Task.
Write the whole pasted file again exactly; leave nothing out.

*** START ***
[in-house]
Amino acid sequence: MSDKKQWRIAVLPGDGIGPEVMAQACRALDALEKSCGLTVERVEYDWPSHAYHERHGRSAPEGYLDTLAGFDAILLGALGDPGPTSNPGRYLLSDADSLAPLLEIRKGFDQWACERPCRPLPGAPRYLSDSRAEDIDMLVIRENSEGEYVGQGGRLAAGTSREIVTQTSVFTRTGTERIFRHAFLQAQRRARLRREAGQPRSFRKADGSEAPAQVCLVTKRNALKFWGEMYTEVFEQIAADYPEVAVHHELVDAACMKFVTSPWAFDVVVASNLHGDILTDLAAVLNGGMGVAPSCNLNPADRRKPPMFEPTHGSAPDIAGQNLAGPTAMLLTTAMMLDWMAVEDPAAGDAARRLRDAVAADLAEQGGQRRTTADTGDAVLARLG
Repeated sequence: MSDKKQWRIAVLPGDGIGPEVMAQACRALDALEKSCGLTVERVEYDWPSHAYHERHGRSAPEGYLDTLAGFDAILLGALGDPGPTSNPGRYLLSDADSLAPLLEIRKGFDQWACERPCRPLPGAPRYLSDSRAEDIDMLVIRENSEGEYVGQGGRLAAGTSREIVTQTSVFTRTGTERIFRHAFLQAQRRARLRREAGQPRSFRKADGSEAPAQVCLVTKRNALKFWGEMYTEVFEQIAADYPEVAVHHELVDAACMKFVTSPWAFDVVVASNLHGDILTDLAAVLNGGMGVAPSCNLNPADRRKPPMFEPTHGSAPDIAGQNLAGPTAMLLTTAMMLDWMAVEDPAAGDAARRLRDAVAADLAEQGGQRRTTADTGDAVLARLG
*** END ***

[in-house]
Amino acid sequence: MSDKKQWRIAVLPGDGIGPEVMAQACRALDALEKSCGLTVERVEYDWPSHAYHERHGRSAPEGYLDTLAGFDAILLGALGDPGPTSNPGRYLLSDADSLAPLLEIRKGFDQWACERPCRPLPGAPRYLSDSRAEDIDMLVIRENSEGEYVGQGGRLAAGTSREIVTQTSVFTRTGTERIFRHAFLQAQRRARLRREAGQPRSFRKADGSEAPAQVCLVTKRNALKFWGEMYTEVFEQIAADYPEVAVHHELVDAACMKFVTSPWAFDVVVASNLHGDILTDLAAVLNGGMGVAPSCNLNPADRRKPPMFEPTHGSAPDIAGQNLAGPTAMLLTTAMMLDWMAVEDPAAGDAARRLRDAVAADLAEQGGQRRTTADTGDAVLARLG
Repeated sequence: MSDKKQWRIAVLPGDGIGPEVMAQACRALDALEKSCGLTVERVEYDWPSHAYHERHGRSAPEGYLDTLAGFDAILLGALGDPGPTSNPGRYLLSDADSLAPLLEIRKGFDQWACERPCRPLPGAPRYLSDSRAEDIDMLVIRENSEGEYVGQGGRLAAGTSREIVTQTSVFTRTGTERIFRHAFLQAQRRARLRREAGQPRSFRKADGSEAPAQVCLVTKRNALKFWGEMYTEVFEQIAADYPEVAVHHELVDAACMKFVTSPWAFDVVVASNLHGDILTDLAAVLNGGMGVAPSCNLNPADRRKPPMFEPTHGSAPDIAGQNLAGPTAMLLTTAMMLDWMAVEDPAAGDAARRLRDAVAADLAEQGGQRRTTADTGDAVLARLG